The combined analysis found that patients
treated with t-PA within 90 minutes of stroke onset were 3 times more
likely to get back to normal or near normal at three months following
stroke, as compared to patients treated with placebo. Patients treated
within 90-180 minutes after onset were 1.5 times more likely to have an
excellent outcome. In addition, the analysis indicates that the chance
of benefiting from early stroke treatment with t-PA may extend beyond
three hours after the onset of stroke.
"This combined analysis emphasizes that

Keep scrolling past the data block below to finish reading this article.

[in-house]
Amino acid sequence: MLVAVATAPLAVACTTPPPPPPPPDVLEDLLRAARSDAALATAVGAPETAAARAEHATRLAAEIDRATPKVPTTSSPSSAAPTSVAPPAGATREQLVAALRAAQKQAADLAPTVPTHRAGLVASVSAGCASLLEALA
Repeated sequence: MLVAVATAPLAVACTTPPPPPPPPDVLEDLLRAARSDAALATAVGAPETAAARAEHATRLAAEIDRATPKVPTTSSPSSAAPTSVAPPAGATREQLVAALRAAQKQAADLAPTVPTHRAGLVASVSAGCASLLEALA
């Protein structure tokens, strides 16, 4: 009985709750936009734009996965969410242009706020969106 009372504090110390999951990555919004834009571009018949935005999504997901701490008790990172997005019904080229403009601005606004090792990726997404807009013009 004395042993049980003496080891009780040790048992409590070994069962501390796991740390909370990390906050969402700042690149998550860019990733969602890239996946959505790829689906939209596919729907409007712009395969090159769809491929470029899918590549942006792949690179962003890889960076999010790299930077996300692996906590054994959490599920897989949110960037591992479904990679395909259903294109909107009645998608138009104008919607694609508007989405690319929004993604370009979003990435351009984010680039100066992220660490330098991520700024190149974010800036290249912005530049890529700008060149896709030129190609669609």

every minute counts in the treatment of acute stroke," said Dr.
Broderick. "Delay of treatment by an hour was associated with a halving
of the benefit of t-PA. We are encouraged by the finding that t-PA's
benefit may extend beyond three hours from onset. This finding is
currently being explored in several large ongoing trials outside North
Results of the six trials also indicated
that patients suffering more severe strokes were more likely to get to
the hospital early, while those with mild stroke symptoms took longer
to get to the hospital.
"The most important current task for all
of us who do stroke research and care for stroke patients is educating
the public to recognize stroke symptoms and to call 911 as quickly as
possible," said Arthur Pancioli, MD, vice chairman of the UC Department
of Emergency Medicine, and co-director of the Greater
Cincinnati/Northern Kentucky Stroke Team.